Two versions of reality can exist at the same time, at least in the quantum world. In the non-quantum world, the mirror of truth becomes smoky. As the LA Times said, “Dualities pervade nature…This doesn’t mean that ‘everything is relative,’ or that there’s no objective reality.” We have become increasingly so divisive over perspective beliefs, whether or not they are based in objective reality. I stand strong in my beliefs, because they are based on science, but I sill like to hope they we can “all get along”. To do this, I root for what makes us happy together—commonalities, not division. I also dislike stereotypes, because they fail to recognize healthy diversity among people of different religions, ethnicity, age groups, skin colors, sexual orientations, genders, and places—and they prescribe inaccurate assumptions, leading to hatred and removals of basic rights and freedoms for perceived differences. I realized long ago that the commonalities we share can be simple: food, music, memories, stories. These things, I think, can bring about empathy, peace, open-mindedness, and downright civility, which is sorely missing right now. When I think of a strong message for my December newsletter, it is to celebrate our commonalities, help those in need, become empathetic and open-minded, and give peace a chance.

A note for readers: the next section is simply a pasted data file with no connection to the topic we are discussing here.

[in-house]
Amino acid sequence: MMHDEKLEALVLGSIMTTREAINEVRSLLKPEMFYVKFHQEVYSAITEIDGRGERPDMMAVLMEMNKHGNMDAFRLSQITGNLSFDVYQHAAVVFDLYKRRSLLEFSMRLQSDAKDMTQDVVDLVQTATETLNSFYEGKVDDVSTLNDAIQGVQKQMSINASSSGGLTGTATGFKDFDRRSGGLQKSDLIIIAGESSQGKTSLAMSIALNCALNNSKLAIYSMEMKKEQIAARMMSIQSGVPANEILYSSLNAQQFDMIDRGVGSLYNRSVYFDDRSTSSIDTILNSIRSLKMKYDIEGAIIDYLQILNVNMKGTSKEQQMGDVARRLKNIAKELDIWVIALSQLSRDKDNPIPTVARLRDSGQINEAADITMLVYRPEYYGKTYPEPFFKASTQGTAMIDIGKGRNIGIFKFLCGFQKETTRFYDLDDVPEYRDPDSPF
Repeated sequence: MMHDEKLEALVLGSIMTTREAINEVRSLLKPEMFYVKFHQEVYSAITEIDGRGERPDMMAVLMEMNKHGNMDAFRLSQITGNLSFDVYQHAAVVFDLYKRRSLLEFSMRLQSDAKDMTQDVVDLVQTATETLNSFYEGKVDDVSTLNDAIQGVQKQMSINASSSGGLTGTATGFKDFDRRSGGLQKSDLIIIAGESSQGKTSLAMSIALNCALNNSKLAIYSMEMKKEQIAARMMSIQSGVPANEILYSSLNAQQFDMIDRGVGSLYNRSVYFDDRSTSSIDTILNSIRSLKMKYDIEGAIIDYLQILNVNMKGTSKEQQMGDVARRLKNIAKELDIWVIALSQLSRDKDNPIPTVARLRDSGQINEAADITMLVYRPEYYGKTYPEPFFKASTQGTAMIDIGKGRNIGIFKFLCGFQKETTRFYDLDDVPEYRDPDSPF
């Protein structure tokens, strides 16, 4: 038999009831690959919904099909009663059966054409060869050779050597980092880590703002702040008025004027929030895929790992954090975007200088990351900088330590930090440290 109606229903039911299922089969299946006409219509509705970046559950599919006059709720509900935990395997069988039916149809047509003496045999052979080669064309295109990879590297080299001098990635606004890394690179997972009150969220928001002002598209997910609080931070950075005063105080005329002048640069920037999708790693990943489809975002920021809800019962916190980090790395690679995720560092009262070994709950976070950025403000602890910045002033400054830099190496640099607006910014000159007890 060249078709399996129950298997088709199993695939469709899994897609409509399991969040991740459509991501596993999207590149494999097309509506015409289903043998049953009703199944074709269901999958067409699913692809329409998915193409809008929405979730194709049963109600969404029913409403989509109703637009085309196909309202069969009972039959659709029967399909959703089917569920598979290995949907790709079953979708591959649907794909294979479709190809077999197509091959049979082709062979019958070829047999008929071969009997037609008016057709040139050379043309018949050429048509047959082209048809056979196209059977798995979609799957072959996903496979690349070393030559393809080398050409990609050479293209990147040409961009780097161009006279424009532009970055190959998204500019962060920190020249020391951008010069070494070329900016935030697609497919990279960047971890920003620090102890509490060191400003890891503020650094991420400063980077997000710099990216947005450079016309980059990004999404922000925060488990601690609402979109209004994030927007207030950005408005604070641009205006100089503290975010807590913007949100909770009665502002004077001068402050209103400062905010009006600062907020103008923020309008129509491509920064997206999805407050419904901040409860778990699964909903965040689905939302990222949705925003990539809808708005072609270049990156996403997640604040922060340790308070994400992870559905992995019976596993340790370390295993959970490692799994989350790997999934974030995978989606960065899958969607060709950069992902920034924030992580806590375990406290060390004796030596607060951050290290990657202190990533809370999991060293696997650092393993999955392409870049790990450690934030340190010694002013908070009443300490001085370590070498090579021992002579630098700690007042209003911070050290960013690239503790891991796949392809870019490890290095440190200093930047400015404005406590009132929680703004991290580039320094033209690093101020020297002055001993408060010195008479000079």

Eco-fiction is a genre of stories that are usually based on objective truths: climate change, for instance, which is a fact on the ground with plenty of data that proves it’s happening. Eco-fiction also embraces a multitude of other observable facts, from plastic-ravaged oceans, endangered and extinct species, effects of colonization on historical and modern day people and lands, dangers of chemicals in our food chain (water, soil, air), and so much more. It’s a science-based genre but is still fiction and thus imaginative, taking place not just on Earth but in fantastical, magical, weird, or technologically altered worlds, which provide analogies and critical self-examination. The genre lends to horror and the weird, just as well, because what’s actually happening in our world is horrible and weird and sometimes we don’t know how to make sense of it. And ecological fiction is wholly inclusive. The stories provide literary ecosystems, wherein human nature and “other” nature are not opposite parts of the story but must cohabitate. Many genres are evolving due to multiple ways of telling these stories: speculative, Indigenous, cultural, water stories, crime, children’s and YA fiction, science fiction, fantasy, horror, weird, romance, historical, magical realist, and so much more. New genres have evolved that may rely heavily on the ecological, including solarpunk, lunarpunk, tidal punk, hopepunk, and a variety of beautiful futurisms, which take power over the stolen past of a people and imagine alternate realities or better futures that the people—rather than colonial powers—lead: Africanfuturism, Taínofuturism, Indigenous futurism, Métis futurism, and many others.